Three Teach For America Alumni Lead in Cleveland Start-up Scene
From career educators and physicians to civil rights attorneys and entrepreneurs, Teach For America is a bold and diverse network comprising leaders from all walks and sectors. "Voices of Change: A Leadership Series" highlights some of the corps members and alumni who are tackling the systemic problems of inequity and partnering with others to make meaningful progress for kids and communities.
The technology and start-up scene is thriving and reviving the Rust Belt city of Cleveland, Ohio. Meet three entrepreneurial movers and shakers who used their classroom experience and passion for impact to help lift up the community they love.
A graduate of New York University Stern School of Business, Patel worked as a consultant across New York and Los Angeles for top-tier companies such as Mattel. However, Patel always had a profound passion for educational justice and joined the corps in 2008, looking to switch gears.
“I came from an entrepreneurial family and struggled with how to make my dream of running my own business and interest in education intersect. My corps experience helped put everything in perspective.”
After her two-year commitment, Patel moved back to her hometown of Cleveland and started ZENworks Yoga.
The now–Cleveland-based 501(c)(3) provides access to yoga and wellness programming for children and families in under-resourced schools and community organizations. Since launching in 2010, the organization has grown to over 15 instructors working with over 3,500 students in more than 125 programs in Northeast Ohio.
ZENworks Yoga also presents a corporate wellness program through which a company can sponsor a school and, in return, receive yoga instruction for its employees. “I used the skills I gained as a teacher to design our 10-week curriculum and instructor training,” says Patel.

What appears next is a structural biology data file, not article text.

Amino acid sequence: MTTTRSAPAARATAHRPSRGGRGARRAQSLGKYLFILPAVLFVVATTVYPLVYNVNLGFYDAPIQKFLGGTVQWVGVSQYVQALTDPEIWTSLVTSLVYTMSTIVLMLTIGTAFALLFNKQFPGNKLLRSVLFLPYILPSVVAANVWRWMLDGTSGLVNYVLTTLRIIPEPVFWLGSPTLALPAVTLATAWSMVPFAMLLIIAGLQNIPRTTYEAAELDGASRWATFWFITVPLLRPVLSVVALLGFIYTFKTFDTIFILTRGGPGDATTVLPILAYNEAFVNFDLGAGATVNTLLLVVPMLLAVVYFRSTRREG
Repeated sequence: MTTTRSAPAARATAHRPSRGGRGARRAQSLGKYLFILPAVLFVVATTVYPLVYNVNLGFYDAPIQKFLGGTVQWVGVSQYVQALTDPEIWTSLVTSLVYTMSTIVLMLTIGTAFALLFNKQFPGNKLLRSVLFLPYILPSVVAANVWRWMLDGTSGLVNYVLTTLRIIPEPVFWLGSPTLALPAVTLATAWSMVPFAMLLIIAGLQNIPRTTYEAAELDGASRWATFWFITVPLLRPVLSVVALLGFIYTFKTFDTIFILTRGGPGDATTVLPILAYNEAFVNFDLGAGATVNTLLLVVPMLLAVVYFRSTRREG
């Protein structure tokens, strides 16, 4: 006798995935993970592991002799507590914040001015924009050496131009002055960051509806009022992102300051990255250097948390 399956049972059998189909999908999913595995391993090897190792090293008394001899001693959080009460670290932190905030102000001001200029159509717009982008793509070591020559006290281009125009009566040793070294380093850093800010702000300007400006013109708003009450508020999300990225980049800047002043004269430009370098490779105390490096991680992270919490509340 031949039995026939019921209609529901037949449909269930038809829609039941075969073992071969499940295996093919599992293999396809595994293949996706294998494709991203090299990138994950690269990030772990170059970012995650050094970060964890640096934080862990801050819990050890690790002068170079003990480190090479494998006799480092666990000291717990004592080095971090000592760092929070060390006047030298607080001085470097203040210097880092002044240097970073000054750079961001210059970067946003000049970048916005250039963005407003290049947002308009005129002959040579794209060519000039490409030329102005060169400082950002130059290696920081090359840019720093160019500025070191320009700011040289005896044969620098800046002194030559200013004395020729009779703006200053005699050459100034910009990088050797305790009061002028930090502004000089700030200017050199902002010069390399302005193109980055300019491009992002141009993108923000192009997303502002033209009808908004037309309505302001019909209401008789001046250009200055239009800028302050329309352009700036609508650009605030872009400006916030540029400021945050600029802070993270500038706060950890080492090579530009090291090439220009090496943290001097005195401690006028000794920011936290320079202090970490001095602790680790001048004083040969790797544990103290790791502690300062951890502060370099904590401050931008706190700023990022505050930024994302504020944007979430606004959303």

In 2016, Patel launched amaZEN U, an on-demand yoga and mindfulness platform for pre-K through 12th grade children, delivered through guided videos and lessons at school and at home.
“We wanted to create a meaningful way to help both teachers and students. I’m excited about our growth plan and what’s in store,” says Patel.
Founder of KinderKits
KinderKits was started by Ben Colas (Greater Cleveland ’13), a kindergarten teacher in inner-city Cleveland, after he watched his students struggle to meet the requirements for Ohio’s Kindergarten Readiness Assessment.
“A lot of my students hadn’t ever held a pencil, couldn’t count to 10, and couldn’t write their names,” shared Colas. He worried how his kids would catch up when over 90 percent of students from low-income schools start the kindergarten year academically behind.
Colas knew the issue didn’t stem from parents’ lack of concern or effort. “It was a lack of information,” says Ben. “Parents would register their child for kindergarten and know nothing about what their child should know or how to teach those skills.”
KinderKits aims to change this by providing parents with clear expectations of what their children need to know and how to teach those skills with everyday items.